With competing land uses and spiralling demand, how is the market faring in West London? Liza Helps reports.
At the beginning of this year Savills reported that the amount of warehouse space around Heathrow Airport had fallen to less than 18 months’ supply – and even less was to be found at Park Royal.
Since then, however, says Bridget Outtrim of Savills, developers have responded: “The lack of quality stock has largely been addressed with the development of some 1.1 million sq ft of speculative warehousing feeding the hole in the market.”
New speculative schemes include SEGRO and Aviva Investors joint venture Airport Property Partnership’s The Portal on-airport scheme totalling 37,000 sq ft which has a secure yard, 34 car oaring spaces as well as three loading doors. The building is available through DTRE, Savills and Dohertybaines. On the larger front there is Prologis‘ Prologis Park West London development on 30 acres of land at Stockley Park. An initial speculative phase of two units totalling 78,780 sq ft and 113,335 sq ft are due to reach practical completion in November. The properties will boast 12m eaves, 50m yards as well as FM2 level flooring. The larger unit has 10 dock and two level access doors, while the smaller unit will have seven dock and two level access doors. Letting agents are DTRE, Savills and JLL.
Chancerygate’s Poyle Central, which is being marketed by JLL and DTRE, is yet another speculative warehouse hoping to cash in on the unsatisfied demand. It totals 43,486 sq ft and has 10m eaves.
At the beginning of the year availability round the airport stood at 2.1 million sq ft, which based on the five-year average annual take-up of 1.4 million sq ft, Savills estimated would equate to just 1.4 years of supply.
Take-up last year fell below this five-year average, totalling 1.1 million sq ft, a 17 per cent decrease on 2014, which Outtrim attributes to a lack of good quality units in core locations. The additional new speculative space coming on to the market looks to stave off the inevitable for at least a year.
This speculative bounce is the result of continued demand appetite from occupiers, which saw previous speculative stock snapped up within 6 months of completion coupled with a continued shortage of Grade A space.
“We do not have an oversupply situation, in fact Grade A space is badly needed,” she says. Demand for prime space in Heathrow remained strong in 2015 with 487,795 sq ft of Grade A space let, the highest level since 2011. It has not stopped into 2016 with the most recent deal seeing Bolloré Logistics snapping up an 80,440 sq ft speculative warehouse prior to completion at Skyline, Heathrow. The two-unit scheme was speculatively developed by Airport Property Partnership, the joint venture between SEGRO and Aviva Investors. The remaining unit will total 73,530 sq ft. Savills, DTRE and De Souza are agents on the scheme.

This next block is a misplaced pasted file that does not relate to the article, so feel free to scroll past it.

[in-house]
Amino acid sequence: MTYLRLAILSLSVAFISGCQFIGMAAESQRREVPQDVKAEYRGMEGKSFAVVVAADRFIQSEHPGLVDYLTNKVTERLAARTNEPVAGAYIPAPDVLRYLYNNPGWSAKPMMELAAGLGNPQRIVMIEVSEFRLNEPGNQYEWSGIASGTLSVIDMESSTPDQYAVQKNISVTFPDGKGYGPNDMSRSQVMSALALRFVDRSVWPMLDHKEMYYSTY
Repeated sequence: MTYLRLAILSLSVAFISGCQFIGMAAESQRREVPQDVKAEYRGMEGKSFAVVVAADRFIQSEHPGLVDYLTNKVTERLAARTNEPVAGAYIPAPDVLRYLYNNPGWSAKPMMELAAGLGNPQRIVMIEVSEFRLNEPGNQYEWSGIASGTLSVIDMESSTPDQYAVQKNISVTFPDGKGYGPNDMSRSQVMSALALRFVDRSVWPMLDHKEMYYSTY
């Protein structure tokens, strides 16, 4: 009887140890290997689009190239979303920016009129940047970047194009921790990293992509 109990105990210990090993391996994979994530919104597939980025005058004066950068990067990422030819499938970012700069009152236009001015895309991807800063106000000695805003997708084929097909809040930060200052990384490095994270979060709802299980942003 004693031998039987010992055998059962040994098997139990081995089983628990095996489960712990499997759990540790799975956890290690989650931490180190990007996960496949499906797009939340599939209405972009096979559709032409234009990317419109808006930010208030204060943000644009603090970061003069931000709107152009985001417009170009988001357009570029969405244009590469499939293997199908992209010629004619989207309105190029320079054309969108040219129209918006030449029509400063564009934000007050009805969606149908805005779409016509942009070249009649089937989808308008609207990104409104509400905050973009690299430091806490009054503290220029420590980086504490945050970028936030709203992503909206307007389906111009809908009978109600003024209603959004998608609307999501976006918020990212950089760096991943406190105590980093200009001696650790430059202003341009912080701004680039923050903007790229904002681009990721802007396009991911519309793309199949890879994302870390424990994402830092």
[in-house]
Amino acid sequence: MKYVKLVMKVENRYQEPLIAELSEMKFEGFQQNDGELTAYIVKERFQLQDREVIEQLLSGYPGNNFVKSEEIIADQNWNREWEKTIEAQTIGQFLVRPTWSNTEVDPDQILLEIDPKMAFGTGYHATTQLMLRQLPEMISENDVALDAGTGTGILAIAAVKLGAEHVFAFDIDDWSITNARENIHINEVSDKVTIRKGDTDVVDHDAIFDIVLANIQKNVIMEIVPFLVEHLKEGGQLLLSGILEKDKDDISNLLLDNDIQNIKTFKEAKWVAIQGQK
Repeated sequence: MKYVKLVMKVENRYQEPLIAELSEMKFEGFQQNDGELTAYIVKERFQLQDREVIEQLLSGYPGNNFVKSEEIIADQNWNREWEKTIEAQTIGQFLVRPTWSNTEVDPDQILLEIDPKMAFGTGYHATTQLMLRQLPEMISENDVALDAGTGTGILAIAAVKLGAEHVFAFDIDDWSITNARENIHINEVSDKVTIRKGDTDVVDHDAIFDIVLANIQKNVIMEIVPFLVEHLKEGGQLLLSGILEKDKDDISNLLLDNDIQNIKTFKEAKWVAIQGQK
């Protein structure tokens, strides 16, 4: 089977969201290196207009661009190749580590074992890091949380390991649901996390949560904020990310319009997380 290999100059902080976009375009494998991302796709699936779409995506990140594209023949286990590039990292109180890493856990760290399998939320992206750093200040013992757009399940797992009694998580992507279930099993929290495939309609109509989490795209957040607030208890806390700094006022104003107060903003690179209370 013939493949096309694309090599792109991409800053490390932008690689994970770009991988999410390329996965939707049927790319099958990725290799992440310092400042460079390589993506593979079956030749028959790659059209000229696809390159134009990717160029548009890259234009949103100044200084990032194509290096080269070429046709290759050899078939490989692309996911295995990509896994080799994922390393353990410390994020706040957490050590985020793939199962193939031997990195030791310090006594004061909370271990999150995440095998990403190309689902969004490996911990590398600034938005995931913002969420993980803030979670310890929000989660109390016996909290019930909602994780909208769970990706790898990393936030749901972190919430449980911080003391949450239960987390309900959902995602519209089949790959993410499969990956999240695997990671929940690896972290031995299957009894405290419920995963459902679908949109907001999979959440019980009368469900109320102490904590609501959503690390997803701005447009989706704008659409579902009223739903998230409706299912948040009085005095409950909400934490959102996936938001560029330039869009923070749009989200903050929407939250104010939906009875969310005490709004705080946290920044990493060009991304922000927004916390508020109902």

It is not just new space being snapped up. Kuehne & Nagel has taken a ten-year lease on an 86,000 sq ft warehouse formerly occupied by Wincanton in Feltham. The deal was off-market and was completed with surrender of Wincanton’s lease and the new lease occurring concurrently.
In another deal earlier in the year DFS took 44,000 sq ft at SEGRO’s Greenford Park on a ten-year lease. Alan Holland, SEGRO’s business unit director for Greater London, says the fact the unit was re-let within eight weeks of its previous owner leaving is “testament to the fact that it is a prime logistics location”.
The lack of supply has seen an increase in prime rents near Heathrow, rising to £16 per sq ft immediately south of the cargo terminal and £13.50 per sq ft in North Feltham.
Savills predicts that rents are likely to increase further still when a number of new prime schemes come to the market later this year, with SEGRO’s final unit at The Portal quoting £17.50 per sq ft.
According to Strutt & Parker’s Ben Wiley, rents in Greater London are likely to exceed £20 per sq ft in the next three years. The consultancy’s analysis shows that since 2000, rents for logistics and industrial space in Greater London have outperformed those for offices and retail outside central areas.
Key locations such as Heathrow have already seen prime rents hit £17.50/sq ft as occupiers compete for increasingly scarce space.
The research suggests structural factors are pushing rents higher than would be expected during a period of economic growth and that they are set to top £20/sq ft by 2019. “For many occupiers in Greater London, the need to be in a strategic location has begun to trump the levels of rent they are willing to pay,” says Wiley.
Lack of space has also contributed to the trend, with around 10 per cent of London’s industrial land having been lost between 2001 and 2010. A further reduction of 10 per cent is expected between 2011 and 2031. James Craddock of SEGRO notes: “A number of sites are being lost to other land uses and that is putting the pressure on to find new sites and new opportunities which just compounds the [warehouse space]supply issue.”
SEGRO is currently pushing through planning for the former Nestle site in Hayes. Originally 100 per cent industrial the site owing to its location is now being brought forward as 60 per cent residential with 12 acres for logistics equating to some 250,000 sq ft.
Paul Weston of Prologis says: “We are always looking for land and with the shortages particularly in London a lot of land being developed today is brownfield. There is a question when you look at greenfield is what quality is it. The green belt needs to be reviewed; protect the beautiful bits but there are areas that are not of any real benefit…”